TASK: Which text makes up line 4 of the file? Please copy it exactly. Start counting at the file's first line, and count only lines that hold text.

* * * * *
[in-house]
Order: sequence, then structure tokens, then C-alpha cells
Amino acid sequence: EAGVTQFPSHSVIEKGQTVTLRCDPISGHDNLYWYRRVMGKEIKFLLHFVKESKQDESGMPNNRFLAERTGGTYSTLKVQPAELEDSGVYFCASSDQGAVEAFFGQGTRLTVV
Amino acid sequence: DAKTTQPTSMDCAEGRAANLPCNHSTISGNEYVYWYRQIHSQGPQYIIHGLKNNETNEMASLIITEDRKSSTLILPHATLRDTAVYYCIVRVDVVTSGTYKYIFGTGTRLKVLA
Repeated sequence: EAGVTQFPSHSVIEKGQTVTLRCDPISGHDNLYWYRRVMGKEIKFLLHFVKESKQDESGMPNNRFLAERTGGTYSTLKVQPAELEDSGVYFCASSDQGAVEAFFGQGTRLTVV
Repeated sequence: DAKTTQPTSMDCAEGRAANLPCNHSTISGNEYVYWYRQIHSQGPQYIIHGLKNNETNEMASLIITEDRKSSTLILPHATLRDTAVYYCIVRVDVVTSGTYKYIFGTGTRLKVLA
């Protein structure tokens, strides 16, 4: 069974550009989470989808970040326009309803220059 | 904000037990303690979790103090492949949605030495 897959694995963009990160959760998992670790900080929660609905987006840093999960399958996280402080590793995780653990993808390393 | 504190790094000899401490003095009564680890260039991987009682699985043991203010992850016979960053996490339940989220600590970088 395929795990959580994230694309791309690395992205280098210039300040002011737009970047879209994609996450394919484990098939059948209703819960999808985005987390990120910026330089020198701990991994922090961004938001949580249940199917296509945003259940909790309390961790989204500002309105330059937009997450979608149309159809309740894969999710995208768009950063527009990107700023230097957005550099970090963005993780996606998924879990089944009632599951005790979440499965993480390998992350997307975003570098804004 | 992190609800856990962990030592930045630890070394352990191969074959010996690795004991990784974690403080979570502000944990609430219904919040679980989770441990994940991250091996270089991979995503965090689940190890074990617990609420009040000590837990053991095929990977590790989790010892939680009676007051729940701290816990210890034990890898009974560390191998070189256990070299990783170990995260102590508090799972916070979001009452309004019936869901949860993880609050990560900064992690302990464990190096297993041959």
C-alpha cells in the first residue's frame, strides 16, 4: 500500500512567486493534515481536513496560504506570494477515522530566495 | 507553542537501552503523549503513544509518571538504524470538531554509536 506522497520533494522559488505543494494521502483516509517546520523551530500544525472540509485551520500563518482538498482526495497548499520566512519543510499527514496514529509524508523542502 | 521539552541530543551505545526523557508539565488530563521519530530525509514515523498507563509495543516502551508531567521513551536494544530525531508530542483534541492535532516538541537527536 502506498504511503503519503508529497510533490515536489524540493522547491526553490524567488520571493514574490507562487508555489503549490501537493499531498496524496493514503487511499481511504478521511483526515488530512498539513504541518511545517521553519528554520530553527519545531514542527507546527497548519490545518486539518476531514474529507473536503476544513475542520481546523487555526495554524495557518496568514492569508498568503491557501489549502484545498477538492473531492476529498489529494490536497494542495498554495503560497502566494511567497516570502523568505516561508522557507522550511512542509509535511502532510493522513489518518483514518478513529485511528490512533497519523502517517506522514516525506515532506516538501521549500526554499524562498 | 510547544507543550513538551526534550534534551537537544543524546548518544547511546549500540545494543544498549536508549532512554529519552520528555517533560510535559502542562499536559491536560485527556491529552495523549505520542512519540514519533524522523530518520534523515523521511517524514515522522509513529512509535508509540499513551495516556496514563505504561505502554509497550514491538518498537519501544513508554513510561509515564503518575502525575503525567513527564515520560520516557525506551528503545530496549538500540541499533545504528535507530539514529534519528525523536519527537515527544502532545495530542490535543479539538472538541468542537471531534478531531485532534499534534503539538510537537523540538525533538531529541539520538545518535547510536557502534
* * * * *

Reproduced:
Amino acid sequence: DAKTTQPTSMDCAEGRAANLPCNHSTISGNEYVYWYRQIHSQGPQYIIHGLKNNETNEMASLIITEDRKSSTLILPHATLRDTAVYYCIVRVDVVTSGTYKYIFGTGTRLKVLA